Spacey10

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Joined
May 11, 2020
Messages
292
Location
Ashburn, Virginia
By the way. I started looking at those two puzzles as "six-dimensional" (6d)... Each puzzle has 6 rotating axels. Especially with level 3 and now added level 4 the repercussions of every move are in all 6 "dimensions". The only non-standard part of those "dimensions" is that they are not perpendicular to each other, but angeled at 72 degrees -- otherwise, it is 6d ;)
Umm
I have a question

HOW DO YOU DO 6D IT LEGIT IMPOSSIBLE SCIENTISTS ARE LEGIT WORKING FOR 29 HOURS A DAY AND STILL HAVENT FOUND 4D WUT MY BRAIN CELLS ARE CORRUPT WUT 6 HOW BRAIN POWERING OFF...
 

Pawel

Member
Joined
Jun 17, 2020
Messages
41
Spacey, -- In terms of space, it clearly is 2d screen simulating 3d (since 3 is the lowest number of dimensions necessary to describe each point on the sphere). I am using "6d" in an abstract way -- you need to account for repercussions of each rotation around 6 axes. This is very similar to 3 axes of the Rubik's cube rotations. I am not starting a fight with established science -- just an amusing food for thought... If we allow dimensions to intersect each other at 72 degrees rather than 90 this little game is a playground for such deviation.

Of course, even in a real-world, Einstein showed that gravity disturbs this 90-degree requirement. Massive objects warp 3 dimensions so that the warped space no longer has dimensions intersecting each other at 90 degrees. It is observable in nature: https://www.extremetech.com/extreme/232191-hubble-uses-gravitational-lens-to-look-back-at-the-early-universe

The same thing happens when we project a two-dimensional plane on a sphere or other uneven surface: the Euclidian restrictions are removed... https://en.wikipedia.org/wiki/Non-Euclidean_geometry
 

Spacey10

Member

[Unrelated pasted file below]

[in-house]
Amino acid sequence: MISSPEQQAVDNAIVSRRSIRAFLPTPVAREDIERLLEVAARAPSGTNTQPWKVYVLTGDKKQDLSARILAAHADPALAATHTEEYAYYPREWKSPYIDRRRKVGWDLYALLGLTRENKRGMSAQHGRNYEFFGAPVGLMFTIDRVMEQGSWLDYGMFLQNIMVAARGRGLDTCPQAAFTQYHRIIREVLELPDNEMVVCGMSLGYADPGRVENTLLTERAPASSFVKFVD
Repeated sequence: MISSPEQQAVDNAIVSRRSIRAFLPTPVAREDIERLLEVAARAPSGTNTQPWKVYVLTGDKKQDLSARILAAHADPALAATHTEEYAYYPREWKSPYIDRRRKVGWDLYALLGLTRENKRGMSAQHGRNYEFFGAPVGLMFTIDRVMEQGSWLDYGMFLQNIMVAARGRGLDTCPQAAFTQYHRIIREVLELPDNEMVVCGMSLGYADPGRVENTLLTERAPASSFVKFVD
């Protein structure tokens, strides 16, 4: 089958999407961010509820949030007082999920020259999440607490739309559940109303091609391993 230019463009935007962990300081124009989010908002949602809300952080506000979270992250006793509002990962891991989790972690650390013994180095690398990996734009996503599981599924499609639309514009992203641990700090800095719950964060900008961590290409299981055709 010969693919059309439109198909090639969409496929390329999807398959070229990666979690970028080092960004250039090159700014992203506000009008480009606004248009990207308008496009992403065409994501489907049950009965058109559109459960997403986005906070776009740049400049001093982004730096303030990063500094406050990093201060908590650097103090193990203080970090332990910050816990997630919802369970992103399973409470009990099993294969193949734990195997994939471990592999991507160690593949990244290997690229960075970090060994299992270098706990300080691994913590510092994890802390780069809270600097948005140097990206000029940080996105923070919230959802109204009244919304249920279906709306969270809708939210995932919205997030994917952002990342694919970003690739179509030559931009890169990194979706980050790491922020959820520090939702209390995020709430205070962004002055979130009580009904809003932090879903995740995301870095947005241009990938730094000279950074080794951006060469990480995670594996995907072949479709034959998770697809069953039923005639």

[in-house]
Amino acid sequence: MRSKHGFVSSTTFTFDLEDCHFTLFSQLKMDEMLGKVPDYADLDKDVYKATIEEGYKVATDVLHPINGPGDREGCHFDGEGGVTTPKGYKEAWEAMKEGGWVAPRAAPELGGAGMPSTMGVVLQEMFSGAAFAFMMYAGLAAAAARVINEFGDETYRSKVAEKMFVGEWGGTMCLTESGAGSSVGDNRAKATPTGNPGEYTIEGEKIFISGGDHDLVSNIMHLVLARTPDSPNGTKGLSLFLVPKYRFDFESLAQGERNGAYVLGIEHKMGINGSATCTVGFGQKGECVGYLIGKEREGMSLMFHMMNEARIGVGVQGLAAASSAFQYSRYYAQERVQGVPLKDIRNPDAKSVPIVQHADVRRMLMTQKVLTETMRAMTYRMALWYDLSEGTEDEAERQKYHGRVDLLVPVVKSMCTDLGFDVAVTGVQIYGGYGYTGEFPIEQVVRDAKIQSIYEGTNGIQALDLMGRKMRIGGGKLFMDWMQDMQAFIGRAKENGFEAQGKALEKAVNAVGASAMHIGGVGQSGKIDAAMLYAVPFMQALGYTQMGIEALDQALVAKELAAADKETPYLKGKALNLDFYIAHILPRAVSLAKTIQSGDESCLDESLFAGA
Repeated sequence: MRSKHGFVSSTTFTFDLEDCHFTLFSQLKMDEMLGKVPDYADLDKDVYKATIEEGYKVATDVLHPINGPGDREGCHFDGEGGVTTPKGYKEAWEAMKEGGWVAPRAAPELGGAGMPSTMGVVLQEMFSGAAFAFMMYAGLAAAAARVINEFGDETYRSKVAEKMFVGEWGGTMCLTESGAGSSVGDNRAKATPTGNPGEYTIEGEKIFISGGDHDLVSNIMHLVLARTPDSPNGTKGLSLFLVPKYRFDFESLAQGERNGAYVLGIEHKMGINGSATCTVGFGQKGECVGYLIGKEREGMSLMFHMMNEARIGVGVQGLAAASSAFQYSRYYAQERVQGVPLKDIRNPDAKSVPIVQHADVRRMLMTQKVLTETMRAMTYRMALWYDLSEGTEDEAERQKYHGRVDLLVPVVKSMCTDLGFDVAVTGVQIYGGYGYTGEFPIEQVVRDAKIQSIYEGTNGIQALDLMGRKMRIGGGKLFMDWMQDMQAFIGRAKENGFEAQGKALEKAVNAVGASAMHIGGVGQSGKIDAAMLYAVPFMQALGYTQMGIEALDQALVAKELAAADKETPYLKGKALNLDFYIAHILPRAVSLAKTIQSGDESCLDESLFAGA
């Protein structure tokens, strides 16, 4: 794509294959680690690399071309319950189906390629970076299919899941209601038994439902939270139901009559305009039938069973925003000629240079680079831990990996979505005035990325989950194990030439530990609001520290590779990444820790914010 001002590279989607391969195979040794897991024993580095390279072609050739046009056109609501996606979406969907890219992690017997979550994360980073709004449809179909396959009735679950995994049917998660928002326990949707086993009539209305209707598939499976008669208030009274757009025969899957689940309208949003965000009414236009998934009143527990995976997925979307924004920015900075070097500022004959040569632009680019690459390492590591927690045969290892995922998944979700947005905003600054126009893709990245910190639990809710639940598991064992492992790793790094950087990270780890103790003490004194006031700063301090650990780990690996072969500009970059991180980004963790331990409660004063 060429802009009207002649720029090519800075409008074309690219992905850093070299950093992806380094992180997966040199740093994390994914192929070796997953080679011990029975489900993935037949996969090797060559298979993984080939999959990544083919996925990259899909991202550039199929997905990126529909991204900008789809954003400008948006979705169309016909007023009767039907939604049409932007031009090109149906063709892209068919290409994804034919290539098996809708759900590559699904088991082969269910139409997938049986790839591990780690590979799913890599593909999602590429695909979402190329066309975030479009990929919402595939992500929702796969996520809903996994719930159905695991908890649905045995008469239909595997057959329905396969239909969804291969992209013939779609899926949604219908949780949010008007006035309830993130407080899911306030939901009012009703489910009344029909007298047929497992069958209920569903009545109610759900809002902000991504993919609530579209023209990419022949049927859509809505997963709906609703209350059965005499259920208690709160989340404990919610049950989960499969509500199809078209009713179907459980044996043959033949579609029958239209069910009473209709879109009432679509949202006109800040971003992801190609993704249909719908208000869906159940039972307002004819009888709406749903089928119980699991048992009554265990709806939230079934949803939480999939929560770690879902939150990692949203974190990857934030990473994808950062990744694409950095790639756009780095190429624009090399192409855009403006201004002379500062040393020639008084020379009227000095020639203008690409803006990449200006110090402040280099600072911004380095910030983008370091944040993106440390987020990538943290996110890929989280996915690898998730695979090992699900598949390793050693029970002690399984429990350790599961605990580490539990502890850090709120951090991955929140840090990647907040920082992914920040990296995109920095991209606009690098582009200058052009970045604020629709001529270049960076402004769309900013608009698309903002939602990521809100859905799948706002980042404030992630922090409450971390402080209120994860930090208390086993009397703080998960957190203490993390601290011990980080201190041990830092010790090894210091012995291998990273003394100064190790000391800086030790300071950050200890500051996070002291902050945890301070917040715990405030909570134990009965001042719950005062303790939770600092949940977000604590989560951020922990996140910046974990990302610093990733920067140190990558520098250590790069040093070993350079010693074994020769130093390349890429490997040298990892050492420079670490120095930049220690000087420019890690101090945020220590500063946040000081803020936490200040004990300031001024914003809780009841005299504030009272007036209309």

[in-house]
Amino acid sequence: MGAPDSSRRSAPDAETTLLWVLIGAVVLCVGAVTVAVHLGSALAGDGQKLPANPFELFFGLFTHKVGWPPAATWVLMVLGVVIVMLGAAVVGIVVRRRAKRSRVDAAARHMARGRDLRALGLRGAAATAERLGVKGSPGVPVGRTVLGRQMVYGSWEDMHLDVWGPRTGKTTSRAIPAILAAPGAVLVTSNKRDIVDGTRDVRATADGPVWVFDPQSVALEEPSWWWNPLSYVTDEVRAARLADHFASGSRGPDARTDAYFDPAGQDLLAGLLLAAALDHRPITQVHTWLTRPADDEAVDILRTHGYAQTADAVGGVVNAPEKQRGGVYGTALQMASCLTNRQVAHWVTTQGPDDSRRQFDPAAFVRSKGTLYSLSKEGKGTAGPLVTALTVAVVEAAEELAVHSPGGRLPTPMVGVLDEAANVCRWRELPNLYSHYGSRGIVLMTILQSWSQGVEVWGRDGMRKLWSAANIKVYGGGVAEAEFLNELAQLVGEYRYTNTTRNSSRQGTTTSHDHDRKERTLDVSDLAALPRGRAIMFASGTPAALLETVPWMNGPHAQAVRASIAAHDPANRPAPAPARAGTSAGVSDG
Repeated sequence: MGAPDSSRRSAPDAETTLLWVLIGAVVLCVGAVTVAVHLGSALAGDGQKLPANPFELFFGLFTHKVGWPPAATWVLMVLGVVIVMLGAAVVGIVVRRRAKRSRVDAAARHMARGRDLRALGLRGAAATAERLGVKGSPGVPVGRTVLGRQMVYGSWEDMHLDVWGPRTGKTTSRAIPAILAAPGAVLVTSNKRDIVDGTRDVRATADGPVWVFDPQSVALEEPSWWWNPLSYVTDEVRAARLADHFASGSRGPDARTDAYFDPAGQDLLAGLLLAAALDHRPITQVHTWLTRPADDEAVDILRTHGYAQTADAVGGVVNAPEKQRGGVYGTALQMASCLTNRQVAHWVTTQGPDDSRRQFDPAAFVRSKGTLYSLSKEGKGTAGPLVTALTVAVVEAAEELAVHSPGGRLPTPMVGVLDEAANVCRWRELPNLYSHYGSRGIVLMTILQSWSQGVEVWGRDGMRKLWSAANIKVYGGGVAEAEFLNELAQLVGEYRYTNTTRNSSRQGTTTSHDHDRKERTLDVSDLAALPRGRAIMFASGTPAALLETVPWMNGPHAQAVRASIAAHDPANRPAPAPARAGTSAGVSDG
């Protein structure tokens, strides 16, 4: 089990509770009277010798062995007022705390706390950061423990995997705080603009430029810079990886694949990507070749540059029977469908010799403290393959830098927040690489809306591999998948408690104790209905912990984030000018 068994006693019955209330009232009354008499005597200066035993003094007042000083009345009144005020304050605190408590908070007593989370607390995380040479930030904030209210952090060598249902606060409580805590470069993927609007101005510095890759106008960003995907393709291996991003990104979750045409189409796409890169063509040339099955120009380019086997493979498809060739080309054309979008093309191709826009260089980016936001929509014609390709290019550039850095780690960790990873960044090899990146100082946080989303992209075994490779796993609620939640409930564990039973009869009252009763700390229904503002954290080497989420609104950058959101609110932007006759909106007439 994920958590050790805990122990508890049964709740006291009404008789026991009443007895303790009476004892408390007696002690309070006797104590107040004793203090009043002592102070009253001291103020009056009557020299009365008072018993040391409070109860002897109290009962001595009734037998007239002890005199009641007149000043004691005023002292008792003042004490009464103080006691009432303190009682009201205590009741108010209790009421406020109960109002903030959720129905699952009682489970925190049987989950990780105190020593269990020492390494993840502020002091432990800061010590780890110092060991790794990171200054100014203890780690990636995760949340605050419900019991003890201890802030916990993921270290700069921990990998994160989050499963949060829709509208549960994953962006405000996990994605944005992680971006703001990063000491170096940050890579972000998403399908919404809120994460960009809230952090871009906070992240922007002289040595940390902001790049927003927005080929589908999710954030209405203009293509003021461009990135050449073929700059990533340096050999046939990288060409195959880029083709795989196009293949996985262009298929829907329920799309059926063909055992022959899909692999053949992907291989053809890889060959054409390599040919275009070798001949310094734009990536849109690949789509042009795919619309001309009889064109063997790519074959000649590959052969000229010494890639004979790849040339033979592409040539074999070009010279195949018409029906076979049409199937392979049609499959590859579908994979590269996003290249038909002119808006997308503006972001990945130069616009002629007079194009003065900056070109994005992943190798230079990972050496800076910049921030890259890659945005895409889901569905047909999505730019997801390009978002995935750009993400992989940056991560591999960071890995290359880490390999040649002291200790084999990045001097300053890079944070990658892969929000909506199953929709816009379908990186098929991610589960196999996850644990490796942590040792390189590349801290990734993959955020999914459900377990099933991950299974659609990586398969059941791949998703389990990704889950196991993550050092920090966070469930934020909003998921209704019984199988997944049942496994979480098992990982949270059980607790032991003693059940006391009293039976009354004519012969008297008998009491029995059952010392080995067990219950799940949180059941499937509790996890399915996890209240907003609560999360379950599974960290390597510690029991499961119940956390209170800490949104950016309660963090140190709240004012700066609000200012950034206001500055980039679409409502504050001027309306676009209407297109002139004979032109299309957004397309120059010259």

Joined
May 11, 2020
Messages
292
Location
Ashburn, Virginia
Spacey, -- In terms of space, it clearly is 2d screen simulating 3d (since 3 is the lowest number of dimensions necessary to describe each point on the sphere). I am using "6d" in an abstract way -- you need to account for repercussions of each rotation around 6 axes. This is very similar to 3 axes of the Rubik's cube rotations. I am not starting a fight with established science -- just an amusing food for thought... If we allow dimensions to intersect each other at 72 degrees rather than 90 this little game is a playground for such deviation.

Of course, even in a real-world, Einstein showed that gravity disturbs this 90-degree requirement. Massive objects warp 3 dimensions so that the warped space no longer has dimensions intersecting each other at 90 degrees. It is observable in nature: https://www.extremetech.com/extreme/232191-hubble-uses-gravitational-lens-to-look-back-at-the-early-universe

The same thing happens when we project a two-dimensional plane on a sphere or other uneven surface: the Euclidian restrictions are removed... https://en.wikipedia.org/wiki/Non-Euclidean_geometry
Umm, wow, ok

This is why we need confused reaction
Wait, so can we do 4D if you keep it at 120 degrees?
 

Pawel

Member
Joined
Jun 17, 2020
Messages
41
I doubt that 120 degrees would give anything that would be seamless :)

I know about the 72 degrees because this is what I used when I created the 3d models. All tiles are copies of the same elements that were rotated by 72 degrees around 12 points on the opposite ends of 6 lines which are the axes of rotations